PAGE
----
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You’re not limited to just one Paper Space layout. You can have as many Paper Space layouts as you want with each layout set up for a different sheet size containing different views of your drawing. You can use this feature to set up multiple drawing sheets based on a single AutoCAD drawing file. Imagine that you have a client that requires full sets of plans in both l/S”,= I’ scale and 1/16″ = l’ scale.

You can set up two Layout tabs, each with a different sheet size and viewport scale. You can also set up different Paper Space layouts for the different types of drawings. In the San Francisco Main Library project a single drawing contained the data for mechanical layout equipment and furnishing, floor.plans, and reflected ceiling plans. While that project used multiple files to set the layers for each plan a single file with multiple Layout tabs can serve the same purpose in AutoCAD 2000. ) .

To create new Layout tabs, do the following.

1. Right-click any tab.
2. Select New Layout from the popup menu. A new tab is added to those that already exist
3. Click the new tab. The Page Setup dialog box appears.
4. Click OK. The new tab appears with its single default viewport

When you click a new tab the Page Setup dialog box appears just as it did in . the first exercise of this section. The Layout tab popup menu also offers the From Template option. The From Template option lets you create a Paper Space layout based on an AutoCAD template file.AutoCAD offers several standard layouts that include title blocks based on common sheet sizes.

The Layout tab popup menu also offers options that allow you to delete rename move copy or select all the tabs. H you.find that there are more tabs than can fit in the space provided you can navigate the tabs using the arrows just to the left of the tabs .

Creating Odd-Shaped Viewports

There are many situations when a rectangular viewport will not provide a view appropriate for what you want to accomplish. For example you may want to is0- late part of a floor plan that is L-shaped or even circular. You can create viewports from virtually shape you need as the following exercise demonstrates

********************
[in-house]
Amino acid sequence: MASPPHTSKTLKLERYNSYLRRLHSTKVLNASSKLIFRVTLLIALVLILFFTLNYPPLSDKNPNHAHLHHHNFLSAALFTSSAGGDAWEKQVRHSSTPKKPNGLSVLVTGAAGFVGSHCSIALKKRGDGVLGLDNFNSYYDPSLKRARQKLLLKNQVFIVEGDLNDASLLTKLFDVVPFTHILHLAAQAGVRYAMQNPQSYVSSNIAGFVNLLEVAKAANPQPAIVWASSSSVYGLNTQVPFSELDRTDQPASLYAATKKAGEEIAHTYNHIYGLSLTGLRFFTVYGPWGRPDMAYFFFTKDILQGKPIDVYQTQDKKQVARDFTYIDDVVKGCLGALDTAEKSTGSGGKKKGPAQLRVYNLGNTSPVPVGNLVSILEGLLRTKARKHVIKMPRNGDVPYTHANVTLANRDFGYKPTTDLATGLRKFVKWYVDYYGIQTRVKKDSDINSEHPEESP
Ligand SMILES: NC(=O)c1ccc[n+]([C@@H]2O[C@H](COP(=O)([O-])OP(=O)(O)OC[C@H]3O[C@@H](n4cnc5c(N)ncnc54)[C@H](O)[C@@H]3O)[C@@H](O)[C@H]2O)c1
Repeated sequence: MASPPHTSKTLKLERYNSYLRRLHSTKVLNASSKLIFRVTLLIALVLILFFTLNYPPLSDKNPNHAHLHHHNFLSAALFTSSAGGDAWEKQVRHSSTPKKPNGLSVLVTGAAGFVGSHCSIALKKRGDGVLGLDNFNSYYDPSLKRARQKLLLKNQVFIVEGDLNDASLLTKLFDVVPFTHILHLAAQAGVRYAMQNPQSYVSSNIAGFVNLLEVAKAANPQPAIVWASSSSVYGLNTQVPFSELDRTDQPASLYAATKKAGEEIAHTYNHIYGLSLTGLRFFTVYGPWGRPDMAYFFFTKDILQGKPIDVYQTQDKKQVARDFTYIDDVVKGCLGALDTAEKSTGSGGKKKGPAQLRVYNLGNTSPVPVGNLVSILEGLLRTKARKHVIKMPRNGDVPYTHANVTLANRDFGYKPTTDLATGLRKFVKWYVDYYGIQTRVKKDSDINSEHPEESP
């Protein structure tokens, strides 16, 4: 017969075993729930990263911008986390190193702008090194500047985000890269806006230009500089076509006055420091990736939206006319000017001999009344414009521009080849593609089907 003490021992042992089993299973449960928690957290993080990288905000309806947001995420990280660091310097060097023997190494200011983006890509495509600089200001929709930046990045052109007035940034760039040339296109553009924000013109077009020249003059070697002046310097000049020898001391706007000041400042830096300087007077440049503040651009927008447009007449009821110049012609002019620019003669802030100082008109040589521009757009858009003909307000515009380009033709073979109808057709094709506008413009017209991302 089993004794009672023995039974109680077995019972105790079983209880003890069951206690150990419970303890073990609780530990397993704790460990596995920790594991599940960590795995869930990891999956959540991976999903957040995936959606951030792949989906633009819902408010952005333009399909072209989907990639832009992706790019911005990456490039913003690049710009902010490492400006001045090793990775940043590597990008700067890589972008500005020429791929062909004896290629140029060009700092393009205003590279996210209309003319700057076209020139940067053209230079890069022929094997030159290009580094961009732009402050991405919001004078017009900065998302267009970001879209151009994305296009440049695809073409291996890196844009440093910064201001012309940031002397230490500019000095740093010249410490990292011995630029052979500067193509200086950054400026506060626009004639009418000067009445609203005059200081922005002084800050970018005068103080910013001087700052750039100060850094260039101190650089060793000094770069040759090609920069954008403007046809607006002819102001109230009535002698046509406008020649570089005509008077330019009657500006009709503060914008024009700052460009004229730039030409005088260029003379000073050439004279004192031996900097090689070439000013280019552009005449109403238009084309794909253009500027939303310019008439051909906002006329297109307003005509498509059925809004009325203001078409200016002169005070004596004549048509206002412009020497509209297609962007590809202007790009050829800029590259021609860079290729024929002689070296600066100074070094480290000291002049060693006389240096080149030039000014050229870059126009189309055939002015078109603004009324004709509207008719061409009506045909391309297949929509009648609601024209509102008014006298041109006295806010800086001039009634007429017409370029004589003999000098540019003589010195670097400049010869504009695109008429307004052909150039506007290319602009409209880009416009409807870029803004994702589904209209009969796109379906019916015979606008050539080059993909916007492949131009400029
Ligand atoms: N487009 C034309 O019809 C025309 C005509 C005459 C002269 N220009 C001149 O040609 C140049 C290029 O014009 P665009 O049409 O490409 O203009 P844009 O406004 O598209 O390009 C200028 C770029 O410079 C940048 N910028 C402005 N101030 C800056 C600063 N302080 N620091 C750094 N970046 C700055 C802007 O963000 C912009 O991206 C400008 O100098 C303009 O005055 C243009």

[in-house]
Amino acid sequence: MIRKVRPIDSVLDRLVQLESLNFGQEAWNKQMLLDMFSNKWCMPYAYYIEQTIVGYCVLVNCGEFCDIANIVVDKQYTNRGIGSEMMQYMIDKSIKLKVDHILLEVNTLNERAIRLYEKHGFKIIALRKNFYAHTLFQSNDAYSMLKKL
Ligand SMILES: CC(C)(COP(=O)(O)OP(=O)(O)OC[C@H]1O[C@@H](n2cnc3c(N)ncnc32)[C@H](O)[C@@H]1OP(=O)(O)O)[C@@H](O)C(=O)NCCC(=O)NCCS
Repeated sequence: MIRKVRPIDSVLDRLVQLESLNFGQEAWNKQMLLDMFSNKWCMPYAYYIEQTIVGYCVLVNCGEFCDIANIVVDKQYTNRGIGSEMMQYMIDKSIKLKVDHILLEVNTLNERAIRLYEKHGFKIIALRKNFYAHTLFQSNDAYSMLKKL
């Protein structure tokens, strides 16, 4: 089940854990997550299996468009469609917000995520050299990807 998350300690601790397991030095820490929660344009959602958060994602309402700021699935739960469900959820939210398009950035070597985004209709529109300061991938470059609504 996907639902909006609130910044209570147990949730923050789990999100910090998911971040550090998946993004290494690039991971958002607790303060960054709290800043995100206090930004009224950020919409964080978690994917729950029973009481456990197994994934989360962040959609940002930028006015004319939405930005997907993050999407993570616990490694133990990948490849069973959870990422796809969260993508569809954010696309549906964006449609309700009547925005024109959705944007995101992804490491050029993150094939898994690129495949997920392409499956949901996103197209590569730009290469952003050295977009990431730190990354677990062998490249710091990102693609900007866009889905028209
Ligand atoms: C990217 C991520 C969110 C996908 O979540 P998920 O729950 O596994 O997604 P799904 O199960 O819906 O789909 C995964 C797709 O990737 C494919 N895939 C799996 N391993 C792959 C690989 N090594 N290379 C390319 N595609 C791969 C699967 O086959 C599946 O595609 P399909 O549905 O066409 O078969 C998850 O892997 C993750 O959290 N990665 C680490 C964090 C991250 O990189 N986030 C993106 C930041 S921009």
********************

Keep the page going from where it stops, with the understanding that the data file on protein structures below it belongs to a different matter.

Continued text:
Now suppose you w~ set up this Layout tab to show only the lower apartment units and the elevfJ”!S and staiis.
1. Click the Clip Existing Viewport tool in the Viewports toolbar. You can also choose Modify> Clip> Viewport.
2. At the Select vi ewport to c1i p: prompt, click the viewport border.
3. At the Select clipping object or [Polygonal] <Polygonal>: prompt
press .
4. Turn off Running Osnaps and draw the outline shown in Figure 12.39.
5. When you have finished selecting points, press ..J. The ‘viewport changes to conform to the newshape.
6. Click the viewport border to expose its grips.
7. Click a grip and move it to a new location. Notice that the viewport view conforms to the new shape as shown in the bottom view of Figure 12.39

FIGURE 12.39: Drawing a polygon outline for a viewport

FIGURE 12.39:
Drawing a polygon outline
for a viewport


The new viewport shape gives you more flexibility in isolating rtions of a drawing. This can be especially useful if you have a large project that is divided into smaller sheets. You can set up several Layout tabs each displaying a different portion of the plan.

What if you want a viewport that is not rectilinear? The next exercise shows you how to create a circular viewport.
1. Erase the viewport you just modified.
2. -Draw a circle that roughly fills the Paper Space area.” .
3. Click the Convert Object to Viewport option on the Viewports toolbar or select View >Viewports >aDject.
4. Click the circle. The plan appears inside the circle, as shown in Figure 12.40.

“To simplify this exercise you were asked to draw a circle to use as the basis for a new viewport. You are not limited to circles you can use any closed polyline or spline of any shape (see Chapter 13 for a detailed discussion on poly lines and splines). You can also use the Polygon tool in the Draw toolbar to create a shape then turn it into a viewport

FIGURE 12.40:

FIGURE 12.40:

If you look carefully at the series of prompts for the last exercise, you’ll notice that the Convert Object to Viewports option invokes a command lineversion of the Vports command (-vports). The command-line version of Vports offer some options that the standard Vports command does not. The following option .are available with the command-line version of Vports:

[ON/OFF/Fit/Hideplot/Lock/Object/Polygonal/Restore/2/3/4] <Fit>

You used two of the options in theselast two exercises, the Polygon option and the Object option. If you’re an experienced AutoCAD user, you may notice that this command-line version of Vports is the same as the Mview command of earlier releases. You can still use the Mview command if you prefer

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